OrthoVirginia Blog

The Lunge

People want to feel physically capable.  There are certain exercises that translate into feeling more capable during daily living than others.  Because of its positional usefulness, the ability to perform a proper lunge will give any person the ability to feel more physically able and strong than just about any other exercise.

The lunge is basically a deep stride. Striding is the action necessary to run longer, walk straighter, climb higher, sprint faster, bound farther, and even jump higher.


Lunging gives us the ability to go up and down stairs, or safely pick something up off the floor.
A lunge is, however, somewhat limited in that it only moves in one direction whereas the human body lives in a three-dimensional space.  We can therefore alter the lunge to make it more applicable to a varying environment.

By asking someone to lunge with different postures or foot positions, we instigate altered muscle recruitment which creates a more dynamic environment more applicable to a three-dimensional space.
The standard lunge requires a person to keep an upright spinal posture, the forward knee extends to above the forward foot but not usually beyond the toe and the rear knee descends to the ground directly beneath the hip.
               Primary Movers:  Front leg quad, glute
               Primary Stabilizers:  Front leg hamstring, rear leg quad



An extended lunge has a longer base of support than a standard lunge.  This lunge puts a greater stress on the hip flexors of the rear leg and can pull a person into spinal extension.  Many people will perform an extended lunge to compensate for glutes that are not as powerful as the spinal extensors.  When performed with a neutral spine, the extended lunge encourages greater stabilization from the rear quad and calf.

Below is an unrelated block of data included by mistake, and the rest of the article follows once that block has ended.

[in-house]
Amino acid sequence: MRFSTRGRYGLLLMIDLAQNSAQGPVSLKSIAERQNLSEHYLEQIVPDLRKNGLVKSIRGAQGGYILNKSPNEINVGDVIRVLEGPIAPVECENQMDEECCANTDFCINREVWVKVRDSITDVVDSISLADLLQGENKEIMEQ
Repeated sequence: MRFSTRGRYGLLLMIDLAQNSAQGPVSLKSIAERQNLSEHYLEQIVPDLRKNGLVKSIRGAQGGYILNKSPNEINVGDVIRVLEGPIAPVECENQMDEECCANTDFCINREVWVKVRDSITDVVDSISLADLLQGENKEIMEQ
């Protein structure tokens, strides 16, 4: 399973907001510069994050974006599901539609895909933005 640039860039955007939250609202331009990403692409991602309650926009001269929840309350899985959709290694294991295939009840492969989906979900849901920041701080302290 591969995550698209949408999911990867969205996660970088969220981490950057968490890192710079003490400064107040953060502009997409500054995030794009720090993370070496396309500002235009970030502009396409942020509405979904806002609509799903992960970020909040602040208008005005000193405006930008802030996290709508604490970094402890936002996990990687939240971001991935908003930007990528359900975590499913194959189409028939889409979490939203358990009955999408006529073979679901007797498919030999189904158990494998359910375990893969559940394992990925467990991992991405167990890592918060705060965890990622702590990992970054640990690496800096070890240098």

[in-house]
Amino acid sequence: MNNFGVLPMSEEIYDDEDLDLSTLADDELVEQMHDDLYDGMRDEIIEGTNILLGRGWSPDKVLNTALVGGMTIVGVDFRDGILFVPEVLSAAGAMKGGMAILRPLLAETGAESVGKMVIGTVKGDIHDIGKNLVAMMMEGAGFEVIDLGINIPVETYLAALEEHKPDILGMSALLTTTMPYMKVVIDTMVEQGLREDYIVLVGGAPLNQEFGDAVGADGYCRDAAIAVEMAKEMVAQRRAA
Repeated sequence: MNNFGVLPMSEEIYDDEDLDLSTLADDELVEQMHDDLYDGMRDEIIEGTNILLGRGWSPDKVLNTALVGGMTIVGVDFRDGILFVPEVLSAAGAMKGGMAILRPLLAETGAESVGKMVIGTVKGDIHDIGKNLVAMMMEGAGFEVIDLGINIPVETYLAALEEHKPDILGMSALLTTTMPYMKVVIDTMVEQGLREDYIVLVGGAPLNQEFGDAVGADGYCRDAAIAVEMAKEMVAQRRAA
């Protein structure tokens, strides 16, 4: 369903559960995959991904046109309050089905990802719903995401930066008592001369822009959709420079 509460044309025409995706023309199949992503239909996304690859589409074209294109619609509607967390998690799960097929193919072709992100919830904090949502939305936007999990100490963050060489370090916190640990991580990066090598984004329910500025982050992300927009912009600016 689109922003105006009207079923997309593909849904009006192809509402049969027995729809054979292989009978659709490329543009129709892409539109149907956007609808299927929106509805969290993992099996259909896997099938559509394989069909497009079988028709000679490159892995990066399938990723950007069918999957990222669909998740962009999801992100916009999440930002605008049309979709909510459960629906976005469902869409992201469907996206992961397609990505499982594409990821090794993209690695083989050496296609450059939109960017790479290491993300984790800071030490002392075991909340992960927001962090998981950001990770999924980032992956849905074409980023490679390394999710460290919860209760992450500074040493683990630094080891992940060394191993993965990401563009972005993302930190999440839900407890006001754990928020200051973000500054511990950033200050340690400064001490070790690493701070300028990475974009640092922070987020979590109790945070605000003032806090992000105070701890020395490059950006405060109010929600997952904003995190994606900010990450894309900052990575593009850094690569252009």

Primary Movers:  Front leg glute, quad, hamstring; Rear leg calf
               Primary Stabilizers:  Abdominals, rear leg hip flexors & quad

A forward leaning lunge puts the glutes of the front leg on a pre-stretch, and therefore the glute is a more active mover.  Also, the forward lean shortens the hip flexor group of the rear leg which effectively removes some of its action in the exercise.
               Primary Movers:  Front leg glute, hamstring
               Primary Stabilizers:  Front leg quad, calf; rear leg quad

Similar to the Extended Lunge, a backward leaning lunge puts a greater requirement on the rear leg for support and strength.  A backward leaning lunge puts the rear leg hip flexors and quad on pre-stretch, forcing them to be part of the eccentric contraction during descent and concentric contraction during ascent.
               Primary Mover:  Front leg quad; Rear leg quad, hip flexor
               Primary Stabilizers:  Abdominals; Rear leg quad, calf; Front leg calf

In addition to changing stance and position front to back, we can alter lunge foot position side to side.  A wide lunge puts our base of support further away from our Center Of Mass which forces greater pelvic stabilization through the movement.
               Primary Movers:  Front leg quad; Rear leg Adductors
               Primary Stabilizers:  Front leg glute, adductors; Rear leg quad

A kurtzie lunge alters muscle recruitment in both the front and rear leg in that segments of the quads become more targeted.  The front leg glute is again put on pre-stretch but the front foot is also placed in an everted position which induces greater knee valgus and makes it more difficult to maintain a strong foot arch.
               Primary Mover:  Front Leg glute, quad
               Primary Stabilizers: Front leg calf, toe flexors; Rear leg lateral quad

Everyone feels more capable when they can properly perform a lunge.  Lunges come in many shapes, sizes and directions, however, so knowing how different lunges change forces within the body is critical when it comes to helping someone become more three dimensionally functional.
For information about Return to Sport call 571-599-2469, visit http://www.orthovirginia.com/returntosport.aspx  or email Austin Johns at Austin.johns@orthovirginia.com.